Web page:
A Research team based in New Zealand recently reported that the causes of depression are both environmental and genetic (NPR, Aug. 24). They concluded that effective treatment for depression must be both therapeutic and chemical. I wondered, as I heard this, would their study have come out differently if the researchers had asked what role spirituality plays in who we are and how we think?
More and more scientists are willing to include the spiritual element in their research. And they are finding direct links between spirituality and mental health, and spirituality and physical health. The annual symposium presented by Harvard Medical School, "Spirituality & Healing in Medicine," is evidence of the growing confidence that the elements included in medical studies about well-being deserve to include spirituality.
For several years I suffered from severe symptoms of depression. I had several friends who were combining medication with therapy to quiet destructive negative thinking, but I wanted a different solution. I wanted to be absolutely free from any elements that would identify me as prone to depression.
Underlying my moments of dark mental fixations, I felt a more subtle quiet question of "Who am I?" The effects of depression seemed to define me in ways that were demeaning, fatalistic, self-destructive, and alienating. In my heart, though, I yearned for honest answers to permanently define myself as good, productive, loving, and spiritual. I wanted to discover a new definition of who I was by looking through the lens of the divine and holy instead of genetics and human history.
My search for this insight started by devoting time each day to learn more about God's identity. The Bible and "Science and Health with Key to the Scriptures" by the founder of this newspaper, Mary Baker Eddy, gave me concrete insights about the infinite, loving nature of God. Both books define God as Mind, Spirit, Love, and Life. It made sense to me that if God, Spirit, is Life, then material conditions such as genetics and personal history couldn't have ultimate control over my life. This verse from the book of Psalms in the Bible was a key to my recovery: "Why art thou cast down, O my soul? and why art thou disquieted within me? hope thou in God: for I shall yet praise him, who is the health of my countenance, and my God" (Ps. 42:11).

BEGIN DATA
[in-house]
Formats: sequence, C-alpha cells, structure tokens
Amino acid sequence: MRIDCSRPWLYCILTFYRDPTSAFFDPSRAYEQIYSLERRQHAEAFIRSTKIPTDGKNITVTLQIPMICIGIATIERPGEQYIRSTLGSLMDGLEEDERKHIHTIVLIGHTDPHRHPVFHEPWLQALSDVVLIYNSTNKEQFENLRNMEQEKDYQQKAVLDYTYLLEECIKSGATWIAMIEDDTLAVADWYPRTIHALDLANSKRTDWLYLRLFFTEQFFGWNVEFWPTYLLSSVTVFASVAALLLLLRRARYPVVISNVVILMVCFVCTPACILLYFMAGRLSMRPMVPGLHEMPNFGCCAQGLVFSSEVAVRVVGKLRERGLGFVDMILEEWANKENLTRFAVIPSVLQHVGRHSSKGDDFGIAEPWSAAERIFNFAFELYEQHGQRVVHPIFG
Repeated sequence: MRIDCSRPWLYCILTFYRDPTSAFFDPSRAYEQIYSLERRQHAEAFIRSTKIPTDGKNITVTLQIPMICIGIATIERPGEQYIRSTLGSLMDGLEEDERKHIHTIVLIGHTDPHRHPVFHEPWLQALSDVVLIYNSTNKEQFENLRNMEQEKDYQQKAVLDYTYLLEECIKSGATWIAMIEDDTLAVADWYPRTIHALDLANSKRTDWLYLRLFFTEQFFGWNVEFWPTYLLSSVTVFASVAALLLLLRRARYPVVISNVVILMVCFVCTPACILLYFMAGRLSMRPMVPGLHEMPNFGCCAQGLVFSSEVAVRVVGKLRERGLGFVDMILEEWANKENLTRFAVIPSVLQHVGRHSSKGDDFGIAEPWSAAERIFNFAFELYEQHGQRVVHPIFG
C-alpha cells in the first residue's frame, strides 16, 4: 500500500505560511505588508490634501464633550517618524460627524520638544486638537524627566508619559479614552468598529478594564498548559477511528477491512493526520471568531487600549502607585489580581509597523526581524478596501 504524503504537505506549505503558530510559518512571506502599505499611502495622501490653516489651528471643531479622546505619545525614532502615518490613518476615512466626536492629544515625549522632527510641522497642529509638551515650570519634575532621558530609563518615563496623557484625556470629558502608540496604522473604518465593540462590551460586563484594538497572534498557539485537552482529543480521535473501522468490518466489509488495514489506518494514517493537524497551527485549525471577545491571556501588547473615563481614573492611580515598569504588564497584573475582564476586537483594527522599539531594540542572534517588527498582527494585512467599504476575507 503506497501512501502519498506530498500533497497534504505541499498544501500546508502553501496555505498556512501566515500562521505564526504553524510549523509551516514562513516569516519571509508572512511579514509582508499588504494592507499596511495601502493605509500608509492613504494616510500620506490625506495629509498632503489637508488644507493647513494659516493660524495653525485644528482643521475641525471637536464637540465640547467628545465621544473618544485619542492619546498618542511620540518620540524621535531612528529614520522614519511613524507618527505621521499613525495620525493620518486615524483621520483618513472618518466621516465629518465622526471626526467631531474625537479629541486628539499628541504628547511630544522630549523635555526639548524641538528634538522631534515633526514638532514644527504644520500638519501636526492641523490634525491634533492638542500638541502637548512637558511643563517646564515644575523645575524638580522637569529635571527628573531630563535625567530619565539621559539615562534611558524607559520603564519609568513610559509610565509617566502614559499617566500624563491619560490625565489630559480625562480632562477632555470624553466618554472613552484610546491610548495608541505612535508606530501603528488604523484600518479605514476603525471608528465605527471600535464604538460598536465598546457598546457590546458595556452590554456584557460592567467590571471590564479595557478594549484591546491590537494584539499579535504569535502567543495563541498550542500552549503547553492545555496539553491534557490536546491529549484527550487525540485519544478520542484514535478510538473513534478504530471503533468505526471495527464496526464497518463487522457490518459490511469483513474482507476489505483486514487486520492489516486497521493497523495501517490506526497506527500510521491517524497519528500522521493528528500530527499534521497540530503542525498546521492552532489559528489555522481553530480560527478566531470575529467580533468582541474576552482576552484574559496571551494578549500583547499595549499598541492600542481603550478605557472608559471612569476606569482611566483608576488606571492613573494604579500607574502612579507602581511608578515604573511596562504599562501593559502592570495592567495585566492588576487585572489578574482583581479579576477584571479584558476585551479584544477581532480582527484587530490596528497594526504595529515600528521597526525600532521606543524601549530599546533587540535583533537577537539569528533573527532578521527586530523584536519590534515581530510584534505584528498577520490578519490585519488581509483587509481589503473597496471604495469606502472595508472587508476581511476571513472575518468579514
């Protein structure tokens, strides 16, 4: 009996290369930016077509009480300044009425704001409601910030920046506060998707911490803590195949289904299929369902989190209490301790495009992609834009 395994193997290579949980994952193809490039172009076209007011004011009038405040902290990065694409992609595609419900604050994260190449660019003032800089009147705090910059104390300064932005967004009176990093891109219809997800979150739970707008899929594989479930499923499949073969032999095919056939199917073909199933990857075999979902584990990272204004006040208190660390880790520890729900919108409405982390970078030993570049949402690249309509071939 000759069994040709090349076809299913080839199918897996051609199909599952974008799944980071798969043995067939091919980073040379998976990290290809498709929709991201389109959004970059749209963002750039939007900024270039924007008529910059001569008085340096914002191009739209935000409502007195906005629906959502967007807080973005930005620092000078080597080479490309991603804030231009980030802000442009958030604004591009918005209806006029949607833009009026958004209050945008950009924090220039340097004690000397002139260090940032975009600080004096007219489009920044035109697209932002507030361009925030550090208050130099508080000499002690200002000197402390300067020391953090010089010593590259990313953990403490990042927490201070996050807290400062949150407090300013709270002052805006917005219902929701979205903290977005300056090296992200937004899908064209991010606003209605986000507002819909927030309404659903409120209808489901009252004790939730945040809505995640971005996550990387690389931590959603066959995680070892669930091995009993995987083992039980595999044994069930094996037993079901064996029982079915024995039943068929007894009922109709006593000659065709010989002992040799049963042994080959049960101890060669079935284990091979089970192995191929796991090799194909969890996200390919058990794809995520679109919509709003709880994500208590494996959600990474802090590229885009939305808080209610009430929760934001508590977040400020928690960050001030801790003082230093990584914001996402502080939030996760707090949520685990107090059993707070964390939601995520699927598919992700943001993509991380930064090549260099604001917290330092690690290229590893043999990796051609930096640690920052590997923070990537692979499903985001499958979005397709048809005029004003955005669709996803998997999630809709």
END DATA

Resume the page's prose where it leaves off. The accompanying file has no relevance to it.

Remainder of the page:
For me, this wise quotation indicated that the Divine formed the foundation of my identity with health-giving spiritual qualities. Hoping in and even praising the existence of qualities in me such as trustworthiness, holiness, purity, and goodness were an effective antidote to depression.
You don't have to tell me how hard it is to feel hope and gratitude in the middle of mental darkness. It was tough at times. But I persistently and daily continued to hope by thanking the Creator of all being for creating me spiritual, holy, and good. This practice started a dialogue with the Divine that became very tangible. As the presence of the Divine increased, the negative messages diminished.
On one particularly low day, I could feel myself sinking into self-hate, criticism, and anguish. I lay in bed, buried in a sea of blackness. I felt that if I could just look up and acknowledge the existence of divine goodness itself right next to me, the emotional pain would stop.
At first I said, "I can't." But then, as if a gentle hand were lifting up my face, I let hope literally lift up my thought. Slowly, as if I were ascending through a deep sea and then breaking though the surface to the sun, the symptoms receded, and I was free. Soon after that, the depression stopped. It never returned.
We live in a time of great research and exploration. There couldn't be a better time to include the Divine in humanity's search for answers.
My heart is glad,
and my glory rejoiceth:
my flesh also shall rest in hope.
For thou wilt not leave
my soul in hell....
Thou wilt shew me
the path of life:
in thy presence
is fulness of joy.